"I Am Particularly Sorry For The Many Children That We Smashed
Against Trees." -- Kaing Guek Eav, 'Duch' (Actual Trial Quote)
Initially, the trial was to be of five defendants -- the fifth, Kaing Guek Eav (known as 'Duch'), commandant of Phnom Penh's infamous Tuol Sleng prison, where at least 14,000 people were killed, was instead put on public trial in 2009. Confronted by a host of witnesses, and by his own meticulous records of torture and killing, Eav was convicted nearly a year ago. He was sentenced to 35 years, but was since reduced to 19 years.
The Khmer Rouge, Cambodia's communist party, ran Cambodia (which it renamed Kampuchea) from 1975 to 1979. Per Wikipedia,
The Khmer Rouge attempted to turn Cambodia into a classless society by depopulating cities and forcing the urban population ("New People") into agricultural communes. The entire population was forced to become farmers in labor camps. Money was abolished, books were burned, teachers, merchants, and almost the entire intellectual elite of the country were murdered, to make the agricultural communism, as Pol Pot envisioned it, a reality...The regime was too fanatical and murderous for nearby Vietnam (which had been united under communist rule from Hanoi since 1975), which invaded Cambodia in 1979 in order to liberate its population. The NVA drove the Khmer Rouge into the jungles, from which it waged a guerrilla war with a democratically-elected Cambodian government until 1989.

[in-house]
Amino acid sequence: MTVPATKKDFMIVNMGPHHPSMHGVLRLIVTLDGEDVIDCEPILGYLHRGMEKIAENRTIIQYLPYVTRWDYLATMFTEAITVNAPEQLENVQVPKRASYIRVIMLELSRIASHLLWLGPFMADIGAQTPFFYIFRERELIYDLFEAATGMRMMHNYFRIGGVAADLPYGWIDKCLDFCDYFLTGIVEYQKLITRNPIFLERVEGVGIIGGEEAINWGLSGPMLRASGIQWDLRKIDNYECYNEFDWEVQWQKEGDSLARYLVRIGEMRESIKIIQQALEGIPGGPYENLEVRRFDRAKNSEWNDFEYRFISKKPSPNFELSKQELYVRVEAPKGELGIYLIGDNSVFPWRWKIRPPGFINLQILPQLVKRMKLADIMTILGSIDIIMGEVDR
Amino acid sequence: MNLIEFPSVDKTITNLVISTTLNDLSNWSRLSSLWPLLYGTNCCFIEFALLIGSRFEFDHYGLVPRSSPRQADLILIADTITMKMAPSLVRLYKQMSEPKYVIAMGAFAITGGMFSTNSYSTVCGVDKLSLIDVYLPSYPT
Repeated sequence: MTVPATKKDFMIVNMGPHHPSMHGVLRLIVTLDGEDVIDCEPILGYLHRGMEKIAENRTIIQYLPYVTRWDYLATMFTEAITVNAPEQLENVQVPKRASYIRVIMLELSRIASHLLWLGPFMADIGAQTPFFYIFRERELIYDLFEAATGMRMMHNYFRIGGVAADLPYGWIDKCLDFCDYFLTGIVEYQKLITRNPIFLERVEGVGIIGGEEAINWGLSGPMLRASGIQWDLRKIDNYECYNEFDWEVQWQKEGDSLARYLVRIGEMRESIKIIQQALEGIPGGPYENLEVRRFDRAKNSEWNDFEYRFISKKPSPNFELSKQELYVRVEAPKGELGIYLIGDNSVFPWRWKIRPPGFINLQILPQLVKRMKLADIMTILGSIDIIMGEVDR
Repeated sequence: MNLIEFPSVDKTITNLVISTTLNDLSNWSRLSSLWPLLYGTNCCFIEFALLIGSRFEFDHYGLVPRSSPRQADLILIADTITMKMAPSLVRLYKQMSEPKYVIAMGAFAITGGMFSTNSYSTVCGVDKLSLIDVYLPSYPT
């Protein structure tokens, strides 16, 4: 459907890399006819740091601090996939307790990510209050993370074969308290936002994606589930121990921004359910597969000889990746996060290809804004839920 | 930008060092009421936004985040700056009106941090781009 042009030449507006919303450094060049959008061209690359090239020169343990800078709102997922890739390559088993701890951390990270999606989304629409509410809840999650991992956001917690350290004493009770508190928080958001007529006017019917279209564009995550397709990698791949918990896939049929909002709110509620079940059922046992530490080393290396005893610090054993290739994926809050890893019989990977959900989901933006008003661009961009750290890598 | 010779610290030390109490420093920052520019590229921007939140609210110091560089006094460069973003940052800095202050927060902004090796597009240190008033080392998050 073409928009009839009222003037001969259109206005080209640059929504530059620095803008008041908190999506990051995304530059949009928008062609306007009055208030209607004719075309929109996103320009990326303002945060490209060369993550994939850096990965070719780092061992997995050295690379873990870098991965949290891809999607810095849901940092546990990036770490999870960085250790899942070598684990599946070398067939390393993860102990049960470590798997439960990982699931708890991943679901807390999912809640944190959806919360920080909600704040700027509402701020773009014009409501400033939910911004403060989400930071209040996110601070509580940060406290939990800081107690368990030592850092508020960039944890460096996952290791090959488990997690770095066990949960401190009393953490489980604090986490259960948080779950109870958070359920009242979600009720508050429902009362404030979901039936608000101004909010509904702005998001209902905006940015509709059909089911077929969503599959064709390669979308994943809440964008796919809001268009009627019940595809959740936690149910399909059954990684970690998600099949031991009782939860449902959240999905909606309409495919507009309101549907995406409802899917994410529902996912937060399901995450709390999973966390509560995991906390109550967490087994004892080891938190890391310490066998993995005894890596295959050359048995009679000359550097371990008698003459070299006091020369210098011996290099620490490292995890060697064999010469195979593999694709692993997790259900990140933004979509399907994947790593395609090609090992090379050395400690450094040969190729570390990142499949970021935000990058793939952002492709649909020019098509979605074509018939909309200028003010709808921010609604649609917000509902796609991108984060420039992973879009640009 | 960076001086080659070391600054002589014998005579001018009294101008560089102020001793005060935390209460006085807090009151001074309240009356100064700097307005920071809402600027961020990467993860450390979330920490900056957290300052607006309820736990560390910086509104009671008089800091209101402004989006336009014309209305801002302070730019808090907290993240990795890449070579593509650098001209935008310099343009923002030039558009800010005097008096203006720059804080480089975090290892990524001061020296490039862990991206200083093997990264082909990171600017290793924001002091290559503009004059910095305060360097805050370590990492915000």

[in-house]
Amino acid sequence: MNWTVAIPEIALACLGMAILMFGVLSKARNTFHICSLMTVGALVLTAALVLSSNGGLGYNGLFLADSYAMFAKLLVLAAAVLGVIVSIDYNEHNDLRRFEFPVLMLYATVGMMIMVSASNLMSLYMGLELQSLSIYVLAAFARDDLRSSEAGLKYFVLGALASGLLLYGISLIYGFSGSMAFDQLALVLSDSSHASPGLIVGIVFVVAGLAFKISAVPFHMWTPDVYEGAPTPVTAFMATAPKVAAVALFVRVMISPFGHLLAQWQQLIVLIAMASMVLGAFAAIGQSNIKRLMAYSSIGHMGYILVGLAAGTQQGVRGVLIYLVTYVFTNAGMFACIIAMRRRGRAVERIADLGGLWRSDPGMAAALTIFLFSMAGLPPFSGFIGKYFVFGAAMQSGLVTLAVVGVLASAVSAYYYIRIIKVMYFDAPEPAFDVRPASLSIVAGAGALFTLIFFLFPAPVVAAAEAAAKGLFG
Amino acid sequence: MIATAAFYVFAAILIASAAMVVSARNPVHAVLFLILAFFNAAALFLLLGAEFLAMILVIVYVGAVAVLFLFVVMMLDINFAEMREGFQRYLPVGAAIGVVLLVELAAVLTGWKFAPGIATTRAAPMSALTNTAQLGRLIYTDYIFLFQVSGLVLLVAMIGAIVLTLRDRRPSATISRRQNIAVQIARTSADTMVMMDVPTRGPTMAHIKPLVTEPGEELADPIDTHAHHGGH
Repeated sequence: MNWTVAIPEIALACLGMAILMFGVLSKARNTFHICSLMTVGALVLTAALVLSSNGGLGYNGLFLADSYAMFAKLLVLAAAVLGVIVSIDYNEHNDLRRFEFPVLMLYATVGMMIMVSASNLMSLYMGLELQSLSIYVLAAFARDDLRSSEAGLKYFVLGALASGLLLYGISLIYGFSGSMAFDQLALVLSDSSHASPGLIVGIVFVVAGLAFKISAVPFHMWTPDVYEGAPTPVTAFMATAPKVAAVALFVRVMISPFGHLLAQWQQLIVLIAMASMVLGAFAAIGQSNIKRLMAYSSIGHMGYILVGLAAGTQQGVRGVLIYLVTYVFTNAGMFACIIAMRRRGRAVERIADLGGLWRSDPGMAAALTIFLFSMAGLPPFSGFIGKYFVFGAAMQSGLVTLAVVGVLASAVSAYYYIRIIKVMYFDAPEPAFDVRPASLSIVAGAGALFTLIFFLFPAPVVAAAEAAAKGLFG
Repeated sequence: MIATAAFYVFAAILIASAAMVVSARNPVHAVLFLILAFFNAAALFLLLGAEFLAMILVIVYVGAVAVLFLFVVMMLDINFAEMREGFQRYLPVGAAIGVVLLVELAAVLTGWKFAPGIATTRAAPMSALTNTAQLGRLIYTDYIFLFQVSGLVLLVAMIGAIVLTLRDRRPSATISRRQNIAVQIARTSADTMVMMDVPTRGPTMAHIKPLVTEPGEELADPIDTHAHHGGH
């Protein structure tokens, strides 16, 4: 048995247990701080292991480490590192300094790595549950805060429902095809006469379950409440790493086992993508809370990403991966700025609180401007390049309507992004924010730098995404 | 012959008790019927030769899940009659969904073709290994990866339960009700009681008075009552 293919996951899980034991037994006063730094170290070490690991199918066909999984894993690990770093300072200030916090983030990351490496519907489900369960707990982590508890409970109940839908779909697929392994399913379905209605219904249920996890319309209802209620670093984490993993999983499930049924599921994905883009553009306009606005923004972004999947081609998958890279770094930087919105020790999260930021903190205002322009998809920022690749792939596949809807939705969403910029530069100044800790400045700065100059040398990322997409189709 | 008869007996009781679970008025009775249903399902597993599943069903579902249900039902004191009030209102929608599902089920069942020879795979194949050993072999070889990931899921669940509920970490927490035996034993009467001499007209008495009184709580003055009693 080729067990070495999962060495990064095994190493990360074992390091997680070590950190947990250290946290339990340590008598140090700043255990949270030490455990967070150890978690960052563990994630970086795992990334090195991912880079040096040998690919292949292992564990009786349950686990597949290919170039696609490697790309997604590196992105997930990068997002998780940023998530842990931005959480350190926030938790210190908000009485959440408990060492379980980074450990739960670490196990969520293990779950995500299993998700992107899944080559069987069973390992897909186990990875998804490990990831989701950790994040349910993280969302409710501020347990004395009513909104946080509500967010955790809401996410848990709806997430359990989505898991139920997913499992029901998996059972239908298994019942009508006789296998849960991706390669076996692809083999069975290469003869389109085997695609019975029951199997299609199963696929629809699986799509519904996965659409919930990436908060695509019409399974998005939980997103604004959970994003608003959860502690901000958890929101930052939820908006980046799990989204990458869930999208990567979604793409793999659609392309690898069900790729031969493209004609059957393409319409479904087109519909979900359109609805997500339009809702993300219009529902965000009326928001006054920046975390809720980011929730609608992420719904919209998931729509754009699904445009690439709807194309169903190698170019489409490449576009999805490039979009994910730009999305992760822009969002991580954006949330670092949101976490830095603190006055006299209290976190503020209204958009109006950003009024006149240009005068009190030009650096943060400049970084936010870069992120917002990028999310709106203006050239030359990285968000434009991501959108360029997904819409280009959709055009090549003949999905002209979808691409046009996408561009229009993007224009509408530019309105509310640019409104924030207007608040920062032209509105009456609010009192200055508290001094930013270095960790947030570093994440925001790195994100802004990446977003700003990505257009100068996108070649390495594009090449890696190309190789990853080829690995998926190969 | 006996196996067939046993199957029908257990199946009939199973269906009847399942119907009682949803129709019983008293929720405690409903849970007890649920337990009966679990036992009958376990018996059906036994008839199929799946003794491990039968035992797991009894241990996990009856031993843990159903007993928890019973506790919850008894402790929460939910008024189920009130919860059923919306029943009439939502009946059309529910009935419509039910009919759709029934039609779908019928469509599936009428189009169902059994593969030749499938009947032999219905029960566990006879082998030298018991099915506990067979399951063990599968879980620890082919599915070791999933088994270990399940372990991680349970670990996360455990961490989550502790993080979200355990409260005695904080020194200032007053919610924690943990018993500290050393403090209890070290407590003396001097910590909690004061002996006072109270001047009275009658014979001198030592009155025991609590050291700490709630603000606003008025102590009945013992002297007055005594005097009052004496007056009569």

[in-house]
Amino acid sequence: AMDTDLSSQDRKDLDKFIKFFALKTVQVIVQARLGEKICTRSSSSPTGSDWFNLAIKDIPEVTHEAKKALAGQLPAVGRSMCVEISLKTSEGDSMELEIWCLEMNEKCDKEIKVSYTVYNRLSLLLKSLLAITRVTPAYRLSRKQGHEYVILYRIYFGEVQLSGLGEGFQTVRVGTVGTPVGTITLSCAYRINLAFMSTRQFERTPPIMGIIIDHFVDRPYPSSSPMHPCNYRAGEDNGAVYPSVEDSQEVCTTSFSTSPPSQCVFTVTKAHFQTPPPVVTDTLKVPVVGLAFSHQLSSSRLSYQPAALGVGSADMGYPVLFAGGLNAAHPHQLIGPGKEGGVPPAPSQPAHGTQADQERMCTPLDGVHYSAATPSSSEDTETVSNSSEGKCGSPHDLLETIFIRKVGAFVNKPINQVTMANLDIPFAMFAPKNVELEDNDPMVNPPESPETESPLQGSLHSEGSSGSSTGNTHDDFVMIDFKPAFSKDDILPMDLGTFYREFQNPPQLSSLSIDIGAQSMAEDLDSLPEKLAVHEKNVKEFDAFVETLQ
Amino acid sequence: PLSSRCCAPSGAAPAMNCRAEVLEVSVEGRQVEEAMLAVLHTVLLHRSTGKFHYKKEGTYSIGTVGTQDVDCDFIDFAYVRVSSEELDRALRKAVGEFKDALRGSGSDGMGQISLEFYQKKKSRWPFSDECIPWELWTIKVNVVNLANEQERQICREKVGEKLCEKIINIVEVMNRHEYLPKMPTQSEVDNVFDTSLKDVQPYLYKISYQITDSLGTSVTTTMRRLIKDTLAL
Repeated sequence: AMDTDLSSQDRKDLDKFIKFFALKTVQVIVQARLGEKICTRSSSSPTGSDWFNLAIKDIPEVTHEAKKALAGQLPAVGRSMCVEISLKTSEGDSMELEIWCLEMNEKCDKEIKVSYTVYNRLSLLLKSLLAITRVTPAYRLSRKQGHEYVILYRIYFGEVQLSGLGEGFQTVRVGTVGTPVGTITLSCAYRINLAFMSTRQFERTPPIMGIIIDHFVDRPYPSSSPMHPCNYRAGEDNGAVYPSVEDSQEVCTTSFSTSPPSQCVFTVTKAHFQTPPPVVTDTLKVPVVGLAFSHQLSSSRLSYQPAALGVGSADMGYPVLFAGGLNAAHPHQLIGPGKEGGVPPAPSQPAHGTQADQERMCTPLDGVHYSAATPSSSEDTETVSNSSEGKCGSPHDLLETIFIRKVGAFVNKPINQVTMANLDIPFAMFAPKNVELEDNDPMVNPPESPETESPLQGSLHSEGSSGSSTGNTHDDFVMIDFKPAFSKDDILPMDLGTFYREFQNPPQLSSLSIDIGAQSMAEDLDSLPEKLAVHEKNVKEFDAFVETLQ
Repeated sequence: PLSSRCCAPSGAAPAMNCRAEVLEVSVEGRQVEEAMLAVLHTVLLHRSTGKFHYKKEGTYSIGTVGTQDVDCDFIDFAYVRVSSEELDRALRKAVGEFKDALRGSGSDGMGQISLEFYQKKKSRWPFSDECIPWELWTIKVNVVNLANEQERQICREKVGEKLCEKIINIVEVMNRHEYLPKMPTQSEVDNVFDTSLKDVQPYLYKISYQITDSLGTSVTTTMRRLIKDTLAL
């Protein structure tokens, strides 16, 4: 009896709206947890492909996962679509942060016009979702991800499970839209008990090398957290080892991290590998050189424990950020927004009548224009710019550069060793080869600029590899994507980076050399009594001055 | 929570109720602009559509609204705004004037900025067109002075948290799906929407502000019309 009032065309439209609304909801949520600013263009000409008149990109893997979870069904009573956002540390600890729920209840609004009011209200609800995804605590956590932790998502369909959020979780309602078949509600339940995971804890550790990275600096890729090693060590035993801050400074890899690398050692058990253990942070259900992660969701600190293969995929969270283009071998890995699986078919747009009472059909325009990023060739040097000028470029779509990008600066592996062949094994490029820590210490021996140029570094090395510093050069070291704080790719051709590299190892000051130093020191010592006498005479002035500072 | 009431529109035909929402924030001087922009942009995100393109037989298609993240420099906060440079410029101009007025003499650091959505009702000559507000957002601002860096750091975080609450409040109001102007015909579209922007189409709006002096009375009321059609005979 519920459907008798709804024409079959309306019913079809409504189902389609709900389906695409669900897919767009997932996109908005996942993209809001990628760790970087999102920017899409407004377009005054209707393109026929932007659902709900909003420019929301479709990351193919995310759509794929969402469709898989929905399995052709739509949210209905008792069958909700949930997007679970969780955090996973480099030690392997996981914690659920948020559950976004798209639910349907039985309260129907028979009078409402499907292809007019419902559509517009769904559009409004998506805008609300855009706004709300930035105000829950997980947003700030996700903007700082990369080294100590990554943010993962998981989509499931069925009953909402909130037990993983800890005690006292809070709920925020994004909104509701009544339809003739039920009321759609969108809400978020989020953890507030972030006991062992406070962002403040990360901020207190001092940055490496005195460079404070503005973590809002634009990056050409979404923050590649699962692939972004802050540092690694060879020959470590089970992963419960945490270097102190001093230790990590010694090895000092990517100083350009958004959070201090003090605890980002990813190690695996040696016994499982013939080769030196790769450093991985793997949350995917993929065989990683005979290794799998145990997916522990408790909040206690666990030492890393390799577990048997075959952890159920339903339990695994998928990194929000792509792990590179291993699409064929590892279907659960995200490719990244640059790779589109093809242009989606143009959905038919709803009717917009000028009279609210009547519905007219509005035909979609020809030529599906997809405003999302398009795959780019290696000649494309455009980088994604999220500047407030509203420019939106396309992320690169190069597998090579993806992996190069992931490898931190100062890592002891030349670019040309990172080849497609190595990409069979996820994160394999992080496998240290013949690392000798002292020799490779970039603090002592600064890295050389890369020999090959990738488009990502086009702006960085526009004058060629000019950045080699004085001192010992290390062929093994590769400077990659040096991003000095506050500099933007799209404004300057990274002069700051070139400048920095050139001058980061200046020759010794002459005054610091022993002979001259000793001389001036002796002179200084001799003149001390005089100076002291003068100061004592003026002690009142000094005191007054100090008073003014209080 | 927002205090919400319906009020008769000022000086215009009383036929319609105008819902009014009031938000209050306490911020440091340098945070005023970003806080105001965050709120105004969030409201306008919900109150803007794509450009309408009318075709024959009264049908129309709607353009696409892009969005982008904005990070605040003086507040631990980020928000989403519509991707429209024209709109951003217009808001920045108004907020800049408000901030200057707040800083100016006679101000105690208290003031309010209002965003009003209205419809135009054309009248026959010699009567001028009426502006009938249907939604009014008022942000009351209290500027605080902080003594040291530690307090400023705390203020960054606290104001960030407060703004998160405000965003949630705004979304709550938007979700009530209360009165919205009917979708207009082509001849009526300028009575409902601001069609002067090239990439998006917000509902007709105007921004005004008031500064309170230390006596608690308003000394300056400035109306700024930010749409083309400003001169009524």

The exact number of people who died as a result of the Khmer Rouge's policies is debated, as is the cause of death among those who died... Modern research has located thousands of mass graves from the Khmer Rouge era all over Cambodia, containing an estimated 1.39 million bodies. Various studies have estimated the death toll ... most commonly between 1.4 million and 2.2 million, with perhaps half of those deaths being due to executions, and the rest from starvation and disease.
The defendants are old: Nuon Chea, 84, the Khmer Rouge's chief ideologue (second in power only to the KR's leader, Pol Pot, who died a free man in 1998); Khieu Samphan, 79, the President of Kampuchea, and his wife, Ieng Thirith, 79, the Khmer Rouge's Minster of Social Affairs; and Ieng Sary, 85, the former foreign minister and Pol Pot's brother-in-law.
All of them have lived quietly in comfort, even wealth, for roughly twenty years -- much like their Capo, Pol Pot. Even though he was acknowledged to be the driving force behind the Khmer Rouge and its policies, and responsible for mass murder, he was never arrested or charged, living quietly in a Cambodian village near the Thai border and dying peacefully of natural causes in 1998.
As the trial proceedings began yesterday, Nuon Chea (as the Khmer Rouge's former Number 2, he is being seen as the lead defendant on trial) put up his hand, said, “I am not happy with this hearing,” then rose from his seat and walked unsteadily from the courtroom with the help of three security guards.
Almost unbelievably for many westerners, Cambodia is literally a society where the murderers walk free: Thousands of former Khmer Rouge officers, officials, guards, torturers, and executioners walk the streets and pathways of the country without being charged with any crime.
Try to imagine what it would have been like if, in the aftermath of the Second World War, nazis who had helped to murder millions, and imprison and torture millions more, walked freely through the world, seen on the streets of Europe, recognized by their former victims (not that this didn't actually happen), and never charged with a crime.